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Blijlevens, J. (author), Hekkert, P.P.M. (author), Thurgood, C. (author)
While some studies have shown that people prefer typical product designs, others have shown that people also like product designs that are new. To reconcile these contradictory findings, the design principle, ‘Most Advanced, Yet Acceptable’ proposes that people prefer a balance of both typicality and novelty in product designs. As an explanation...
conference paper 2014
document
Blijlevens, J. (author), Thurgood, C. (author), Hekkert, P.P.M. (author), Leder, H. (author), Whitfield, T.W.A. (author)
There is a lack of consistency regarding the scales used to measure aesthetic pleasure. They are often chosen ad hoc or derived from other research fields but never validated for design. Moreover, those scales often do not measure aesthetic pleasure in isolation, but instead include its determinants (e.g., novelty). Therefore, we developed a...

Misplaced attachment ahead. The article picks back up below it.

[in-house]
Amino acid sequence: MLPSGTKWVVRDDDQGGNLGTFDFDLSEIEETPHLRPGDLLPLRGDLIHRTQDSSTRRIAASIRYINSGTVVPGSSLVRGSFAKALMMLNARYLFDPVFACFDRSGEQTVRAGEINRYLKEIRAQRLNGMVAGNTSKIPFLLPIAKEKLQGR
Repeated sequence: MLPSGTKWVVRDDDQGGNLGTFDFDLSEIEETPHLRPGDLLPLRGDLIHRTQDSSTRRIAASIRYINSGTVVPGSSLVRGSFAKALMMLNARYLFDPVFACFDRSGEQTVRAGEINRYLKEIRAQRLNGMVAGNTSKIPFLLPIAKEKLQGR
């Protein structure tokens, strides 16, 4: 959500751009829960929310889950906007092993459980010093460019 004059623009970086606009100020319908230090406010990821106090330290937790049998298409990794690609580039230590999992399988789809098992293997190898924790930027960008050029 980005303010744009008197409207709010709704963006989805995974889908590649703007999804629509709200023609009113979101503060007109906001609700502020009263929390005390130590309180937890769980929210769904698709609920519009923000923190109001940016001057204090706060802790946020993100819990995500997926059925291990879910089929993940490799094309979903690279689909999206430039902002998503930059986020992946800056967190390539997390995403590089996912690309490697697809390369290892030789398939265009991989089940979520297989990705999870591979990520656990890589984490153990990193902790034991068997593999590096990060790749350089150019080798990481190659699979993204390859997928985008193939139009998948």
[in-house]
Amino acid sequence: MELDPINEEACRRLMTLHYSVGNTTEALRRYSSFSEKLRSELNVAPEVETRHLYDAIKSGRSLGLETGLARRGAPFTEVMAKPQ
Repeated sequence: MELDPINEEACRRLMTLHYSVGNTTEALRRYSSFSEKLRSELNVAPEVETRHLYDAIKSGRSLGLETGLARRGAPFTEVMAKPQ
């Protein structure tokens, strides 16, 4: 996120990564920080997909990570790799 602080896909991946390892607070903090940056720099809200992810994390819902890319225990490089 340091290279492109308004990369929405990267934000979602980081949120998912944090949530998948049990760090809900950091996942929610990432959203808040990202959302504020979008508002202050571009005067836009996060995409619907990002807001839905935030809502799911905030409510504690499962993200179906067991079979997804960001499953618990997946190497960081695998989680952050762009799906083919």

conference paper 2014
document
Ludden, G.D.S. (author), Kudrowicz, B.M. (author), Schifferstein, H.N.J. (author), Hekkert, P.P.M. (author)
When information from two or more sensory modalities conflicts, this can evoke a surprise reaction as well as feelings of amusement, interest, confusion or disappointment. In concurrence to joke theory, we argue that people appreciate and enjoy appropriate incongruities that can be related back to the product, whereas they are confused by and...
journal article 2012
document
Ludden, G.D.S. (author), Schifferstein, H.N.J. (author), Hekkert, P. (author)
When people encounter products with visual-tactual incongruities, they are likely to be surprised because the product feels different than expected. In this paper, we investigate (1) the relationship between surprise and the overall liking of the products, (2) the emotions associated with surprise, and (3) the long-term effects of surprise. We...
journal article 2012
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